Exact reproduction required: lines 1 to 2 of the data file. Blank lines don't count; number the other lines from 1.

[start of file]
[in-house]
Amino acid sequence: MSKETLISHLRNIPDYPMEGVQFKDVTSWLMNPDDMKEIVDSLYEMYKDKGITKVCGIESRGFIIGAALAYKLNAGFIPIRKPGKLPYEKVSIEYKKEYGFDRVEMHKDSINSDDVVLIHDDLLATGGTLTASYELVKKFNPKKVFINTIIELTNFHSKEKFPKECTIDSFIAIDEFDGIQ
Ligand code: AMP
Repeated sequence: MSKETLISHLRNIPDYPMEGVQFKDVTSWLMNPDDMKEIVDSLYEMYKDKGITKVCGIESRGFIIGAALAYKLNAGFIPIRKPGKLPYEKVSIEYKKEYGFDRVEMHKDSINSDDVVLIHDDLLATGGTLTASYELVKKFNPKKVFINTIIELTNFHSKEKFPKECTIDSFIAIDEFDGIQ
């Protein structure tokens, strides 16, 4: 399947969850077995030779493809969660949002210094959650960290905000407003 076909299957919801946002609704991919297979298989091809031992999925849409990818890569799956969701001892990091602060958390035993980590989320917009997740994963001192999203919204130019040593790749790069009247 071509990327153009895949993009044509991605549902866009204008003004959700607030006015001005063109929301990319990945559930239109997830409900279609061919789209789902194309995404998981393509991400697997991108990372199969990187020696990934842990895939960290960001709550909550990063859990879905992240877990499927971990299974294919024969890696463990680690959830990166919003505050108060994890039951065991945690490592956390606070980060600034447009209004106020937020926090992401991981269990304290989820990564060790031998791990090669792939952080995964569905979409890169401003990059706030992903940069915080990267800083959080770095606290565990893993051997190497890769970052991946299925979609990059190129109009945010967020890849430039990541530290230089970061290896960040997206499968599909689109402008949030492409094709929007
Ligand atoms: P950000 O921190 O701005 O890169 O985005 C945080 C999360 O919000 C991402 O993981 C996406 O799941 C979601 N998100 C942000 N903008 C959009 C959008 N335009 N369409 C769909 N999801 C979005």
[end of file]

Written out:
[in-house]
Amino acid sequence: MSKETLISHLRNIPDYPMEGVQFKDVTSWLMNPDDMKEIVDSLYEMYKDKGITKVCGIESRGFIIGAALAYKLNAGFIPIRKPGKLPYEKVSIEYKKEYGFDRVEMHKDSINSDDVVLIHDDLLATGGTLTASYELVKKFNPKKVFINTIIELTNFHSKEKFPKECTIDSFIAIDEFDGIQ